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Discussion Starter · #1 ·
I will be going deer hunting with my boss soon in georgia.He tells me that I need a flat shooting cartridge good out to about 300 yds. He mentioned a 7mm magnum. Although I own 14 guns, none of them is suitable for this. I thought my 30-30 Model 94 would be ok, but he says no. Would a 30-06 M1 Garand be Ok? Weight is not a factor. I've been looking for an excuse to buy one.
 

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.30-06 is arguably the best all-around hunting cartridge, and will easily handle 300 yards. The big concern is the condition of the Garand. I've seen some real dogs for sale!
 

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The question is, can you shoot "minute of deer" with iron sights out to 300 yards. Unless you are absolutley sure your shot is a kill shot, you probably shouldn't be making it. You can scope a Garand but it would have to use an offset setup like the old M1D sniper rifle used. To answer your question, the .30-06 is one helluva deer cartridge and 300 yards is well inside its effective range. And the Garand is plenty capable of the accuracy you need. But most people can't hit at 300 yards with iron sights and most people wouldn't scope a Garand. And I know you said weight is not a factor but the Garand is heavy as a boat anchor. So, even though I love the M1 Garand and own one myself, I'd say it is far from your best choice for deer hunting out to 300 yards. Buy one anyway though whether you use it for hunting or not. Who needs an excuse?
 

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I've been hunting with a Garand for 20yrs. Not everytime, but I take one out at least a couple of times a year. A good specimen will be plenty accurate for hunting purposes.

Just be sure to have ammo reloaded especially for the Garand since it's gas system requires powder within a fairly narrow range. Modern commercial ammo uses powder that's too slow. This will raise the port pressure to unsafe levels and possibly bend or break the op rod. Also, never try to use bullets over 180gr in an M1.

When I first started, I just pulled the bullet from M2 (USGI ammo designed for the Garand) and replaced it with a 150gr CoreLokt. Very accurate and effective.

Here are some links with M1 specific data:

Reloading for M1

Reloading for M1

Reloading for M1
 

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Discussion Starter · #5 ·
Out of necessity I will have to put a scope on the gun. I am not a collector, and once in my posession the gun will only be given to my son, so from a point of view based on the guns value, it doesn't bother me to modify an original. I would like my son to have the connection to an earlier era when these weapons were so valiantly used.
 

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You sure are cutting it close aren't you by having to buy and sight in a new gun? You sure there isn't something in the safe that would work? Something like a .243 or .270 would be well suited for deer hunting as well.
Aaron.
 

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Discussion Starter · #7 ·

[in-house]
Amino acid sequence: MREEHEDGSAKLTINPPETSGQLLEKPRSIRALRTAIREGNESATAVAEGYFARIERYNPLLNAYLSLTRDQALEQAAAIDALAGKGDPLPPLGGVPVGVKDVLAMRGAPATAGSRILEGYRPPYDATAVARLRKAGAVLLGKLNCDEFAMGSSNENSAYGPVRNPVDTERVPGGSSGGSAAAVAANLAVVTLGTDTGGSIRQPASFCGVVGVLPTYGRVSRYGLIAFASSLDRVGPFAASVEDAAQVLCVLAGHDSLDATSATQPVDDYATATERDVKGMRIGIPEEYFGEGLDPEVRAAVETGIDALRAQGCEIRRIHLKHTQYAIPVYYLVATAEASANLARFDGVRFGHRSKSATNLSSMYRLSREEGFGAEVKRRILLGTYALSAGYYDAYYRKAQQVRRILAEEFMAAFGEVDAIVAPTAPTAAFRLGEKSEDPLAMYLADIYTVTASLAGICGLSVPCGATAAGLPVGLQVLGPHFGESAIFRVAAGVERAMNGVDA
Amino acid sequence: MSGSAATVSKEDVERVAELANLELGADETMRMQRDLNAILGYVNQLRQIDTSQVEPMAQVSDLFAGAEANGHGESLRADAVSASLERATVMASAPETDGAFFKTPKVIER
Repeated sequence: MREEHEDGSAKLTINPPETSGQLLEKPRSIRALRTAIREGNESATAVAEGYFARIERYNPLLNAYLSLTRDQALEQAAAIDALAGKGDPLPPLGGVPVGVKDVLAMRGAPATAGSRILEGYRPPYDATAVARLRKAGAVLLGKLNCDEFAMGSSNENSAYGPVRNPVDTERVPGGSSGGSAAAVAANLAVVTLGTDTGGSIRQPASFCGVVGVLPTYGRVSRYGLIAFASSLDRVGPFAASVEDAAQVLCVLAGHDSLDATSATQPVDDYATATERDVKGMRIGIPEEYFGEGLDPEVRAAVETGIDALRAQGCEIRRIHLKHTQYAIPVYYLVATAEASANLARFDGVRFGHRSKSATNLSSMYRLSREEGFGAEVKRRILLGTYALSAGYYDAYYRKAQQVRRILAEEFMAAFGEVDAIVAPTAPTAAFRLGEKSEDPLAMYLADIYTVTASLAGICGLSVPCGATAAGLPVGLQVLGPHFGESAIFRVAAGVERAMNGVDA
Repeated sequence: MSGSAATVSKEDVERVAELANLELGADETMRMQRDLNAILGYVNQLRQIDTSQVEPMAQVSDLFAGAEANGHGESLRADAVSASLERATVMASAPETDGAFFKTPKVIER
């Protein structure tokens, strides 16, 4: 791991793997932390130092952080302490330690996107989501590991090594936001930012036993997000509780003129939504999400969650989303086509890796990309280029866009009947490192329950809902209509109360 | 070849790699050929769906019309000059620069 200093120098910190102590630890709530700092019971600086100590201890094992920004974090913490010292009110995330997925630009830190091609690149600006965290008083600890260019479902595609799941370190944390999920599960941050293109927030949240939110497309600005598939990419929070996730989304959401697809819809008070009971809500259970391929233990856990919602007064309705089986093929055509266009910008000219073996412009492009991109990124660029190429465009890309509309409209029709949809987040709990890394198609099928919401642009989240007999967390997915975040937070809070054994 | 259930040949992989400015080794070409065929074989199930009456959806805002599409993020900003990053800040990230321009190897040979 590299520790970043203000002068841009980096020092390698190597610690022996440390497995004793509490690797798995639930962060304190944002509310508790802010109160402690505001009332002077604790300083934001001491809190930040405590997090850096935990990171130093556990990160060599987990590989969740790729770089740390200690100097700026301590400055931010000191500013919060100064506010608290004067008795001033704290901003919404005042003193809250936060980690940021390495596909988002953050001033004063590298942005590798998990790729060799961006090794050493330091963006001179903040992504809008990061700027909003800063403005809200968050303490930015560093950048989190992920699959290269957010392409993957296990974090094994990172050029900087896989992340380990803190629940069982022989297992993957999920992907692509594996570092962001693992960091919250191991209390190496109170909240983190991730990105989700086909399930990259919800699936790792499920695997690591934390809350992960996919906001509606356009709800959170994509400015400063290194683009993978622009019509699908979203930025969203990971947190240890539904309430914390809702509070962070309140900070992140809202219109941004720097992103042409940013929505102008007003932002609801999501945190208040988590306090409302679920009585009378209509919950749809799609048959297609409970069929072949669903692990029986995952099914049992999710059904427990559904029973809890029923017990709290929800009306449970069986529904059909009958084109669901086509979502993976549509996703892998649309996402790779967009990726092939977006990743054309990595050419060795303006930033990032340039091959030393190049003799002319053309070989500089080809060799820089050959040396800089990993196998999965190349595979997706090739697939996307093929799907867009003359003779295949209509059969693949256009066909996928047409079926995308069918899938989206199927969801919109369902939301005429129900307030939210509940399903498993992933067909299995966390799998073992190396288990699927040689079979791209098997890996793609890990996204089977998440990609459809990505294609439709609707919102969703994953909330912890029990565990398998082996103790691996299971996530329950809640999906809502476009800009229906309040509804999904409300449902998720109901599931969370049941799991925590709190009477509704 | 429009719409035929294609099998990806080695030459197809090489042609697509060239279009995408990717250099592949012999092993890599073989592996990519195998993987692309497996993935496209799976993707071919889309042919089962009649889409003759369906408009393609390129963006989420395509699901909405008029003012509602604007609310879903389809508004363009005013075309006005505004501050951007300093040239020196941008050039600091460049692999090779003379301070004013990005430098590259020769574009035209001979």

Aaron,
I have a Model 94 30-30, a Marlin lever 44 mag, a Bushie A2 223,
an AK-47, a 10-22 and a Mini -14. I dont think any of them will work. I am forced to buy a new gun, although no-one will have to force me too much. Actually, I probably need 2 guns, one for me and one for my son. He's going too.
 

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deer hunting w m1 garand

I hunt varmints with my scoped M1A, but for deer I use my M1 garand, I shoot standard military ball ammo. Where I hunt most ,90% of your shots are 100 yds or much less, here in oregon its very brushy and not a plains state. So I really enjoy my M1, also being 6`2 250 helps, smaller guns just dont feel right, but then i carried an m60 for years also......waterbull
 

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Just out of curiosity, why won't a 30-30 work?

Together with the '06, they probably account for about 70% of all deer taken. The 30-30 itself is not too far off of '06 ballistics, and is right there with the .308.

I just restored a .30-30 Marlin for a friend. Took it to the range, and test fired it at 50 yards. I held about 1 inch with iron sights at that range, easily.

Later, my friend got the rifle back, and after a few rounds and a good bore cleaning with Sweet's, fired a super 1/2 inch five round group at 50 yards.

So, again, why is your friend saying that the 30-30 won't work? A scoped rifle will do fine.

I love my Garand, but this is the fact of the matter--before I glass bedded it, it would group about 4-5 inches at 100 yards.

This is NOT a beginner's rifle, my friend. If you're looking for a Garand, then by all means buy one. They're super rifles.

If you want the best bang for deer season, I recommend one of the offerings from Winchester, Remington or Savage. Mount a good 4-12 on it, and you're good to go.
 

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I also do not understand why a 30-30 levergun wouldnt work. I guess it comes down to are you really expecting to take a 300 yard shot (I doubt it), and can you do it with that rifle.